Pace Gallery, as one of the biggest in the world, will represent Paul Thek’s estate. Overall, this institution has a new deal in which it will also represent Galerie Buchholz, of Berlin and Cologne, and Mai 36, of Zurich. Thek is the enigmatic sculptor known for pieces that resembled amputated limbs enclosed in boxes. Alexander & Bonin previously represented the artist in question.
Pace Gallery Had Close Connection to Thek
The gallery will also collaborate directly with the Watermill Centre and Thek’s foundation. The Watermill Centre is the Long Island art centre that Robert Wilson, a theatre director and artist, owns and to which Thek left his inheritance. The CEO of the gallery said that the artist becamedeeply rooted in the company’s culture. Thek was close to Lucas Samaras and Peter Hujar, two Pace-represented artists.
Because of his connection to Pace’s artisans and Glimcher’s father, Pace founder Arne Glimcher, Marc said he genuinely knew Thek from a young age. Also, that he was capable to recollect interacting as a child with the artist. “Paul Thek is part of our Pace history, our legacy, our whole idea—everything we got brainwashed by our father to revere. Even though he was not on the Pace roster, he was in our minds, always”, he said.
Thek’s 1960s work is commonly accepted as an essential response to the era’s Minimalist approach. His sculptures from that era, which feature severed limbs and thighs, suggest changed physical states. Some saw them as a response to the violence that characterised that era, which was typified by the Vietnam War. He created little paintings about time passing and ephemerality in the last years of his career.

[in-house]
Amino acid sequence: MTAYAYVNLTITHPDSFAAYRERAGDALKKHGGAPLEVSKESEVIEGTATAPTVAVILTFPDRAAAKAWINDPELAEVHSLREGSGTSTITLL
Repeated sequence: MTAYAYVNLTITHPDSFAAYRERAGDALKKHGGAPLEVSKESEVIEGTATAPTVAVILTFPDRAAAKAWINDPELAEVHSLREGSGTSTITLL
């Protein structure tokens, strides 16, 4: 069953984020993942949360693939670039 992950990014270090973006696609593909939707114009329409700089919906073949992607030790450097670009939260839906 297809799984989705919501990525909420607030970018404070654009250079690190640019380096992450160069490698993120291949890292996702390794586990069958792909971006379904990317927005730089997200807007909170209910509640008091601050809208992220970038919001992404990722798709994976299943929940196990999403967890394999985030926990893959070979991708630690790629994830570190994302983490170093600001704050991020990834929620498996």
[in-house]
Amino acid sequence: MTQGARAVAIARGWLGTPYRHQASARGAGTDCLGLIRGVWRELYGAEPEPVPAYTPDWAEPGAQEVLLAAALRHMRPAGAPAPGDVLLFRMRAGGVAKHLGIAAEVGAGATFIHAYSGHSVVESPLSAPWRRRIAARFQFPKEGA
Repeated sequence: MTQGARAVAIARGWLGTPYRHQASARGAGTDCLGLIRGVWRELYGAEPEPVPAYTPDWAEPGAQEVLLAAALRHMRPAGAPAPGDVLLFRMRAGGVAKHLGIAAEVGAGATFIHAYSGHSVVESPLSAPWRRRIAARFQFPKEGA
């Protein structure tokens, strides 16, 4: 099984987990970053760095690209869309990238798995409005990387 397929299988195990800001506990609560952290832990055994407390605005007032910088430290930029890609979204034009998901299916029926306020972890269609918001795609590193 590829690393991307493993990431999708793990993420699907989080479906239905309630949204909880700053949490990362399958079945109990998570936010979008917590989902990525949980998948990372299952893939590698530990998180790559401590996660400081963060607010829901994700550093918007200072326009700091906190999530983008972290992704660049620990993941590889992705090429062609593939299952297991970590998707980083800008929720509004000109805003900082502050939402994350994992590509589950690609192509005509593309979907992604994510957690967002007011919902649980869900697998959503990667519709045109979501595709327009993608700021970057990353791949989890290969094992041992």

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Exhibition of Around 100 Artist’s Notebooks
Many people associate Thek with his Plexiglas container-based “Technological Reliquaries” series. The series include beeswax items that evoked slices of meat and human limbs. Pace aims to demonstrate that the artist created a far greater variety of work than most people are aware of, prior to his death in 1988 at the age of 54 from AIDS-related causes. (That goal mirrors the one of the Whitney Museum’s acclaimed 2010 Thek retrospective.)
Pace will host an exhibition featuring around 100 of the artist’s notebooks in 2025. Writings and sketches in watercolour as well as drawings can be found inside their pages. The gallery also plans to publish publications about these notebooks in conjunction with the exhibition.
“We have a long history with drawings”, Glimcher said. “We really believe, and have for many decades, that sketchbooks are a way in for understanding an artist. For him, it was a real mobile laboratory”.